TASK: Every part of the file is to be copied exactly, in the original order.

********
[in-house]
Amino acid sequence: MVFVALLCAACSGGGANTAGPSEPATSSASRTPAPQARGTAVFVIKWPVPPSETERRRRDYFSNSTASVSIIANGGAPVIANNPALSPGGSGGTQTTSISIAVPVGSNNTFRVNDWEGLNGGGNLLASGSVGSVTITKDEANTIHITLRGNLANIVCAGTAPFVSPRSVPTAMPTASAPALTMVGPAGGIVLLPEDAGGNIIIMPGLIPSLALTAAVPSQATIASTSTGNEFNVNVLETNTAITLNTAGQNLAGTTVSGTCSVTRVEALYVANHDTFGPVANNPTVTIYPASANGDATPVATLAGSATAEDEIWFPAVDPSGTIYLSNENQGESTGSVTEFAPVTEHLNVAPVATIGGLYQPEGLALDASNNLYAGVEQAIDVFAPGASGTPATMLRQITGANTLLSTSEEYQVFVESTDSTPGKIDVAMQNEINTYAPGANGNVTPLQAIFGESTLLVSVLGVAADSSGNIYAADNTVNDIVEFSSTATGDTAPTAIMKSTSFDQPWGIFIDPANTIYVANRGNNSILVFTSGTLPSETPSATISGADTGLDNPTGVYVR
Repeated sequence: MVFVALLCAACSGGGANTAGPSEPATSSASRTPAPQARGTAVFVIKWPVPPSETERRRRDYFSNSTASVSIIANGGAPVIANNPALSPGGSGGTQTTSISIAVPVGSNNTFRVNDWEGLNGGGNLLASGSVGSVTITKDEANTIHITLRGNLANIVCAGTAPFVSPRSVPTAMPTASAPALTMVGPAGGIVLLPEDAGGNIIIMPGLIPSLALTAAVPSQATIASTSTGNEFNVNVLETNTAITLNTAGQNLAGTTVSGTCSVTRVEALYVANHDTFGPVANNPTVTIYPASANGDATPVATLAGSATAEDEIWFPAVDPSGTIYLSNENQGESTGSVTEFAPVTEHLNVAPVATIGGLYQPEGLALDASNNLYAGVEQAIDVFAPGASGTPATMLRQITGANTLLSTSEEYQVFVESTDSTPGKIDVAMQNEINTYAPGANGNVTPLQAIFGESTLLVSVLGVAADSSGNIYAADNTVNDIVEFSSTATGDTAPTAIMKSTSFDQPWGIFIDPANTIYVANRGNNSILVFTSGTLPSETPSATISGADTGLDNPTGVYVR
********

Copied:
[in-house]
Amino acid sequence: MVFVALLCAACSGGGANTAGPSEPATSSASRTPAPQARGTAVFVIKWPVPPSETERRRRDYFSNSTASVSIIANGGAPVIANNPALSPGGSGGTQTTSISIAVPVGSNNTFRVNDWEGLNGGGNLLASGSVGSVTITKDEANTIHITLRGNLANIVCAGTAPFVSPRSVPTAMPTASAPALTMVGPAGGIVLLPEDAGGNIIIMPGLIPSLALTAAVPSQATIASTSTGNEFNVNVLETNTAITLNTAGQNLAGTTVSGTCSVTRVEALYVANHDTFGPVANNPTVTIYPASANGDATPVATLAGSATAEDEIWFPAVDPSGTIYLSNENQGESTGSVTEFAPVTEHLNVAPVATIGGLYQPEGLALDASNNLYAGVEQAIDVFAPGASGTPATMLRQITGANTLLSTSEEYQVFVESTDSTPGKIDVAMQNEINTYAPGANGNVTPLQAIFGESTLLVSVLGVAADSSGNIYAADNTVNDIVEFSSTATGDTAPTAIMKSTSFDQPWGIFIDPANTIYVANRGNNSILVFTSGTLPSETPSATISGADTGLDNPTGVYVR
Repeated sequence: MVFVALLCAACSGGGANTAGPSEPATSSASRTPAPQARGTAVFVIKWPVPPSETERRRRDYFSNSTASVSIIANGGAPVIANNPALSPGGSGGTQTTSISIAVPVGSNNTFRVNDWEGLNGGGNLLASGSVGSVTITKDEANTIHITLRGNLANIVCAGTAPFVSPRSVPTAMPTASAPALTMVGPAGGIVLLPEDAGGNIIIMPGLIPSLALTAAVPSQATIASTSTGNEFNVNVLETNTAITLNTAGQNLAGTTVSGTCSVTRVEALYVANHDTFGPVANNPTVTIYPASANGDATPVATLAGSATAEDEIWFPAVDPSGTIYLSNENQGESTGSVTEFAPVTEHLNVAPVATIGGLYQPEGLALDASNNLYAGVEQAIDVFAPGASGTPATMLRQITGANTLLSTSEEYQVFVESTDSTPGKIDVAMQNEINTYAPGANGNVTPLQAIFGESTLLVSVLGVAADSSGNIYAADNTVNDIVEFSSTATGDTAPTAIMKSTSFDQPWGIFIDPANTIYVANRGNNSILVFTSGTLPSETPSATISGADTGLDNPTGVYVR